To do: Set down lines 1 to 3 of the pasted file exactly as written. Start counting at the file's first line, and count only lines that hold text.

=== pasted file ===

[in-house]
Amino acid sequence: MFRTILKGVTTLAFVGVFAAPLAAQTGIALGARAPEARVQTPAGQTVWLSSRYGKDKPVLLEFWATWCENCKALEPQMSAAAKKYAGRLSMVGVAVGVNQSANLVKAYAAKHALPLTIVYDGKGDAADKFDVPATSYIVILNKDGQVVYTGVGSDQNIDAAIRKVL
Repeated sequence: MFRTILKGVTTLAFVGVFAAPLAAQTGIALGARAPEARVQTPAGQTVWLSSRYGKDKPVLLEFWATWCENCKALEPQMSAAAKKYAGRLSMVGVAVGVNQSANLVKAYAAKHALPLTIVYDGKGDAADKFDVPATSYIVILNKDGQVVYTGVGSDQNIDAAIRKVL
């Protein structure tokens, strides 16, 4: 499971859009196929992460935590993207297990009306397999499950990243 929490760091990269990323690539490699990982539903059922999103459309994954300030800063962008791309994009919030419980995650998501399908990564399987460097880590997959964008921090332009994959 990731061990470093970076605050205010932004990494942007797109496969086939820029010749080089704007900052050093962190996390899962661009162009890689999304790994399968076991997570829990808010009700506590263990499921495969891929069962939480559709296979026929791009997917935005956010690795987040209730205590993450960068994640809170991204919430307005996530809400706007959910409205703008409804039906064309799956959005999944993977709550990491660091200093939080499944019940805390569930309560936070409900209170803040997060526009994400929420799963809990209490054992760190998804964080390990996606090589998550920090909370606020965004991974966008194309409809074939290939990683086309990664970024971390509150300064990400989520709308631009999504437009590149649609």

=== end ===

[in-house]
Amino acid sequence: MFRTILKGVTTLAFVGVFAAPLAAQTGIALGARAPEARVQTPAGQTVWLSSRYGKDKPVLLEFWATWCENCKALEPQMSAAAKKYAGRLSMVGVAVGVNQSANLVKAYAAKHALPLTIVYDGKGDAADKFDVPATSYIVILNKDGQVVYTGVGSDQNIDAAIRKVL
Repeated sequence: MFRTILKGVTTLAFVGVFAAPLAAQTGIALGARAPEARVQTPAGQTVWLSSRYGKDKPVLLEFWATWCENCKALEPQMSAAAKKYAGRLSMVGVAVGVNQSANLVKAYAAKHALPLTIVYDGKGDAADKFDVPATSYIVILNKDGQVVYTGVGSDQNIDAAIRKVL